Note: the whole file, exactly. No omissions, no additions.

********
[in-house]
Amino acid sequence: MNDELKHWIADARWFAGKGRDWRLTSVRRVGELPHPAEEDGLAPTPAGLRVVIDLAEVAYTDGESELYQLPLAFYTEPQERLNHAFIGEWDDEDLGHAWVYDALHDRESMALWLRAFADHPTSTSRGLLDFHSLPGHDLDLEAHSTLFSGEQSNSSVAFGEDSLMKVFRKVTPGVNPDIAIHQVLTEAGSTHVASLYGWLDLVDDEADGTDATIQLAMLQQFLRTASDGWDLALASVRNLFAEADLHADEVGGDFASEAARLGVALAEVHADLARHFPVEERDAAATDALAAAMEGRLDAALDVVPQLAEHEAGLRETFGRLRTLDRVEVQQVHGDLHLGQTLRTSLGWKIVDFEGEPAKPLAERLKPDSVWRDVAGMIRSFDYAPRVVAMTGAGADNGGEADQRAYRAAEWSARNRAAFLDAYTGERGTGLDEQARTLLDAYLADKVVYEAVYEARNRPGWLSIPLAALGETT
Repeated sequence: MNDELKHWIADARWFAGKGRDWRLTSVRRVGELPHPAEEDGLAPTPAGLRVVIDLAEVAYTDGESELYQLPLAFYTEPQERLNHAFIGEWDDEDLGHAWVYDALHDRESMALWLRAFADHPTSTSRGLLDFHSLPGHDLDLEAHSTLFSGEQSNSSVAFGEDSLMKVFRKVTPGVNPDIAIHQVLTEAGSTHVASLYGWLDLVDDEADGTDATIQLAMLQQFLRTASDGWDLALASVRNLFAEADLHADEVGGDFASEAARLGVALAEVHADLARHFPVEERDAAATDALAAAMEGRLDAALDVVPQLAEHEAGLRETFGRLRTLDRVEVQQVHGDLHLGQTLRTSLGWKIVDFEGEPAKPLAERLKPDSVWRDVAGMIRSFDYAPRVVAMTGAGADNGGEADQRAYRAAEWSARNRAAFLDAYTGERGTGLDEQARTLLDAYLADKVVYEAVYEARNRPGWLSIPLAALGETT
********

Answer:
[in-house]
Amino acid sequence: MNDELKHWIADARWFAGKGRDWRLTSVRRVGELPHPAEEDGLAPTPAGLRVVIDLAEVAYTDGESELYQLPLAFYTEPQERLNHAFIGEWDDEDLGHAWVYDALHDRESMALWLRAFADHPTSTSRGLLDFHSLPGHDLDLEAHSTLFSGEQSNSSVAFGEDSLMKVFRKVTPGVNPDIAIHQVLTEAGSTHVASLYGWLDLVDDEADGTDATIQLAMLQQFLRTASDGWDLALASVRNLFAEADLHADEVGGDFASEAARLGVALAEVHADLARHFPVEERDAAATDALAAAMEGRLDAALDVVPQLAEHEAGLRETFGRLRTLDRVEVQQVHGDLHLGQTLRTSLGWKIVDFEGEPAKPLAERLKPDSVWRDVAGMIRSFDYAPRVVAMTGAGADNGGEADQRAYRAAEWSARNRAAFLDAYTGERGTGLDEQARTLLDAYLADKVVYEAVYEARNRPGWLSIPLAALGETT
Repeated sequence: MNDELKHWIADARWFAGKGRDWRLTSVRRVGELPHPAEEDGLAPTPAGLRVVIDLAEVAYTDGESELYQLPLAFYTEPQERLNHAFIGEWDDEDLGHAWVYDALHDRESMALWLRAFADHPTSTSRGLLDFHSLPGHDLDLEAHSTLFSGEQSNSSVAFGEDSLMKVFRKVTPGVNPDIAIHQVLTEAGSTHVASLYGWLDLVDDEADGTDATIQLAMLQQFLRTASDGWDLALASVRNLFAEADLHADEVGGDFASEAARLGVALAEVHADLARHFPVEERDAAATDALAAAMEGRLDAALDVVPQLAEHEAGLRETFGRLRTLDRVEVQQVHGDLHLGQTLRTSLGWKIVDFEGEPAKPLAERLKPDSVWRDVAGMIRSFDYAPRVVAMTGAGADNGGEADQRAYRAAEWSARNRAAFLDAYTGERGTGLDEQARTLLDAYLADKVVYEAVYEARNRPGWLSIPLAALGETT